This year’s Memorial Day celebration will feature a hometown hero as keynote speaker. Ex-Navy Seal and Dorchester native Stephen Butler will deliver the main address at a ceremony following the Memorial Day Parade next Monday morning, May 28, at Cedar Grove Cemetery.
Butler grew up on Carruth Street in Ashmont, a neighborhood that he says shaped his future decision to serve his country. “With SEALs, people always think of the physical standards, you know, boot camp and hell week,” said Butler. “But it’s really the moral characteristics they’re looking for, and as far as that goes I think I was already a step ahead.”
Butler attended St. Brendan’s school and Archbishop Williams High before going on to gain a degree in sociology at Framingham State University. Upon graduation he was uncertain about his next step, but said he “had always had the military in the back of his head.”
“The things they value like integrity, loyalty, hard work – that’s just how I was raised, that’s what I learned from my parents, my family and friends. Growing up in this community you kind of learn all those things.”
Butler joined Seal Team 4 in 2011 and served two deployments in East Africa, the first in 2014 and the second in 2016. While abroad, he says, the continued support he received from his home town was unparalleled among his fellow Seals.
“I was deployed during the holidays and I got all these packages from my family, from my wife, even from the kids at Leahy-Holloran Community Center,” he said. “That didn’t happen for the other guys. I was lucky to have that.”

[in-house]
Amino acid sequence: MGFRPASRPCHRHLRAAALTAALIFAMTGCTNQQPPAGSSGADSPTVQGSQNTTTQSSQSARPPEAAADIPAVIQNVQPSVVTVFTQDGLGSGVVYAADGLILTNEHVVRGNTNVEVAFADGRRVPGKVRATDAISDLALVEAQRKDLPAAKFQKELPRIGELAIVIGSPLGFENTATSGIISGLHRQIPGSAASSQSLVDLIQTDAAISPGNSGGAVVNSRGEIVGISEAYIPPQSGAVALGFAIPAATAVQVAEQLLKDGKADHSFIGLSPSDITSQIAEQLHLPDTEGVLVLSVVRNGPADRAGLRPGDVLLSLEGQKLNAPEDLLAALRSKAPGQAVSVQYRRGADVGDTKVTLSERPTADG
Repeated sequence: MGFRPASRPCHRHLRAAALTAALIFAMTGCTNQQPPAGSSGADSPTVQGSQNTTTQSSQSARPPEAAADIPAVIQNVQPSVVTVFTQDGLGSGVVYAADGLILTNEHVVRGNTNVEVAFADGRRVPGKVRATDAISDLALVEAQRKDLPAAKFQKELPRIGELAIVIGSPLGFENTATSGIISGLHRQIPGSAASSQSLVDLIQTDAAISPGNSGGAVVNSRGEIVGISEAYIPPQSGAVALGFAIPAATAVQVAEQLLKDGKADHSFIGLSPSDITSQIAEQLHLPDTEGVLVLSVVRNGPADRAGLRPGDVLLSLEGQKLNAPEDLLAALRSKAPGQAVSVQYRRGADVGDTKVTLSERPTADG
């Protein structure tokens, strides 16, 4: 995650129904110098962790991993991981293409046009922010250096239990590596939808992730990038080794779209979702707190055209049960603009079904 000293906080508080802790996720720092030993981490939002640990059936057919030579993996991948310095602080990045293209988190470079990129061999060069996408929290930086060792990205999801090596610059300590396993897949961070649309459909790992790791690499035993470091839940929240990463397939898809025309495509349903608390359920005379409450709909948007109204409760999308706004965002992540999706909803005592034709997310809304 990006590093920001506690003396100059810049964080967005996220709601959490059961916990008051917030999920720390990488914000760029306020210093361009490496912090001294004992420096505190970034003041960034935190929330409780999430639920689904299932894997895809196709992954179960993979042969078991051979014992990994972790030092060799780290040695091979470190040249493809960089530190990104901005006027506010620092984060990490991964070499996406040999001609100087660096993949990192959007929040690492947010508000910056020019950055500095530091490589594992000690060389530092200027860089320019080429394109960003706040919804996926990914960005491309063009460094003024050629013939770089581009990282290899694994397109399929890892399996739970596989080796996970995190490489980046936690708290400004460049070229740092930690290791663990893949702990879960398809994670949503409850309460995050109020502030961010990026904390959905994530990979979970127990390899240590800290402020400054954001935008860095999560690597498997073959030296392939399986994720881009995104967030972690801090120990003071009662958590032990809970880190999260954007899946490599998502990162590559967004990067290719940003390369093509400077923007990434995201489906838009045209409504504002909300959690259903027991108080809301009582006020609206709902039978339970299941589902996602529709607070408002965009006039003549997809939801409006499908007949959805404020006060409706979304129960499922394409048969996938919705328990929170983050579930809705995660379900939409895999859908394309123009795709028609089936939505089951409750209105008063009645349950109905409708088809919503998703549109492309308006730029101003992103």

In light of this support network, Butler said, his speech will largely focus on the community.
“As a Seal, one of the biggest things is having your buddy’s back,” he said. “Growing up here, that came naturally. It’s also all about humility and having a thick skin and, you know, good luck growing up in Dorchester if you don’t have a thick skin.”
After leaving the Navy in June 2017, Butler wanted to go back home and start a family. He now lives with his wife Bernadette in Milton and works for Liberty Mutual.
Many veterans face a difficult transition back into civilian life after leaving the military, but Butler says his close-knit community of friends and family in the area made it easy for him. “Once I was back for a few months, it was like I never left,” he said.
A private person by nature, Butler said he probably would not have elected to give the speech without the endorsement and encouragement from Steve Bickerton, a lifelong neighbor, family friend, and commander of the Old Dorchester Post #65 American Legion.
“I’m honored to do it,” he said of his role in the Memorial Day proceedings. “Ceremonies like this don’t happen all over the country, so it’s special. The day’s about coming together and remembering those who gave their lives, and I think that’s what those people gave their lives for, so that communities like this can exist. In a way I think this community embodies what those people sacrificed for.”
In giving his speech, Butler will be part of Boston’s oldest Memorial Day ceremony and one of Dorchester’s oldest and proudest traditions. A community fixture since 1868, the parade has regularly featured political dignitaries and distinguished guests, including John F. Kennedy in 1958 when he was a US senator.
The observances have their roots with the veterans of the Civil War era, who began the tradition of marching to Cedar Grove Cemetery after it was consecrated. Monday’s events include a solemn ceremony at the Grand Army of the Republic plot and the statue of Dorchester’s own Capt. Benjamin Stone, a volunteer who was killed at the Battle of Second Bull Run in 1862. A second ceremony at a larger stage near the cemetery’s main entrance will feature remarks from local political figures and veteran leaders. The morning events begin with the parade to the cemetery from the John P. McKeon Post on Hilltop Street, which is scheduled to begin at 9 a.m.